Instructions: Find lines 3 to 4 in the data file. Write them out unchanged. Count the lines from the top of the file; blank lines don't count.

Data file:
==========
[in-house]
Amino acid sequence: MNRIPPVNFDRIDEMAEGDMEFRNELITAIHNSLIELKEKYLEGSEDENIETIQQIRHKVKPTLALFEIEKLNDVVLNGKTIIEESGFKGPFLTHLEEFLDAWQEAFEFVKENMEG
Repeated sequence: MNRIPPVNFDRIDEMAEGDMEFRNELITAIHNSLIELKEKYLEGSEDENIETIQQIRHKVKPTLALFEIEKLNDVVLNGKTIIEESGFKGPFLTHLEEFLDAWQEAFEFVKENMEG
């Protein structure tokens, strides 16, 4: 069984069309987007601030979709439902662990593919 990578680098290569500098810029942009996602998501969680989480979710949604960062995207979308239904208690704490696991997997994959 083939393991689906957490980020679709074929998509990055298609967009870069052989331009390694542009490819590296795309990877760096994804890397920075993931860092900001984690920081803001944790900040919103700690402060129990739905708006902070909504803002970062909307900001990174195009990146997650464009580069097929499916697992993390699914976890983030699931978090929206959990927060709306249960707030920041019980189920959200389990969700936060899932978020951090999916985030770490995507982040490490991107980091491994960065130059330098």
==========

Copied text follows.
Repeated sequence: MNRIPPVNFDRIDEMAEGDMEFRNELITAIHNSLIELKEKYLEGSEDENIETIQQIRHKVKPTLALFEIEKLNDVVLNGKTIIEESGFKGPFLTHLEEFLDAWQEAFEFVKENMEG
């Protein structure tokens, strides 16, 4: 069984069309987007601030979709439902662990593919 990578680098290569500098810029942009996602998501969680989480979710949604960062995207979308239904208690704490696991997997994959 083939393991689906957490980020679709074929998509990055298609967009870069052989331009390694542009490819590296795309990877760096994804890397920075993931860092900001984690920081803001944790900040919103700690402060129990739905708006902070909504803002970062909307900001990174195009990146997650464009580069097929499916697992993390699914976890983030699931978090929206959990927060709306249960707030920041019980189920959200389990969700936060899932978020951090999916985030770490995507982040490490991107980091491994960065130059330098």